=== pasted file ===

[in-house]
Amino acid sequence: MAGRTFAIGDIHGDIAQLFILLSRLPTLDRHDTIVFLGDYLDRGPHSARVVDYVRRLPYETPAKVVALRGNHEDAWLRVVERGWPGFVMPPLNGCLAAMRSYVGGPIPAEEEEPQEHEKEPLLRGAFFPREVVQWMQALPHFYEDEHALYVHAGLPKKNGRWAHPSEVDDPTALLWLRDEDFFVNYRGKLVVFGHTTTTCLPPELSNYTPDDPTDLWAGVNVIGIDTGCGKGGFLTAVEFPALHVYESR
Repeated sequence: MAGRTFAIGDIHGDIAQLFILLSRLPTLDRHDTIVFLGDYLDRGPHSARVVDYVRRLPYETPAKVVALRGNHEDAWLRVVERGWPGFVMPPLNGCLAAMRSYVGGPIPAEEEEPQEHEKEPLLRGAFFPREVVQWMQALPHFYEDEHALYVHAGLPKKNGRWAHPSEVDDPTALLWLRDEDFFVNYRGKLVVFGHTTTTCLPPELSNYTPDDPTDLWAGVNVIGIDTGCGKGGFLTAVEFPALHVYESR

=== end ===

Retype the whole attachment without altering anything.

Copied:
[in-house]
Amino acid sequence: MAGRTFAIGDIHGDIAQLFILLSRLPTLDRHDTIVFLGDYLDRGPHSARVVDYVRRLPYETPAKVVALRGNHEDAWLRVVERGWPGFVMPPLNGCLAAMRSYVGGPIPAEEEEPQEHEKEPLLRGAFFPREVVQWMQALPHFYEDEHALYVHAGLPKKNGRWAHPSEVDDPTALLWLRDEDFFVNYRGKLVVFGHTTTTCLPPELSNYTPDDPTDLWAGVNVIGIDTGCGKGGFLTAVEFPALHVYESR
Repeated sequence: MAGRTFAIGDIHGDIAQLFILLSRLPTLDRHDTIVFLGDYLDRGPHSARVVDYVRRLPYETPAKVVALRGNHEDAWLRVVERGWPGFVMPPLNGCLAAMRSYVGGPIPAEEEEPQEHEKEPLLRGAFFPREVVQWMQALPHFYEDEHALYVHAGLPKKNGRWAHPSEVDDPTALLWLRDEDFFVNYRGKLVVFGHTTTTCLPPELSNYTPDDPTDLWAGVNVIGIDTGCGKGGFLTAVEFPALHVYESR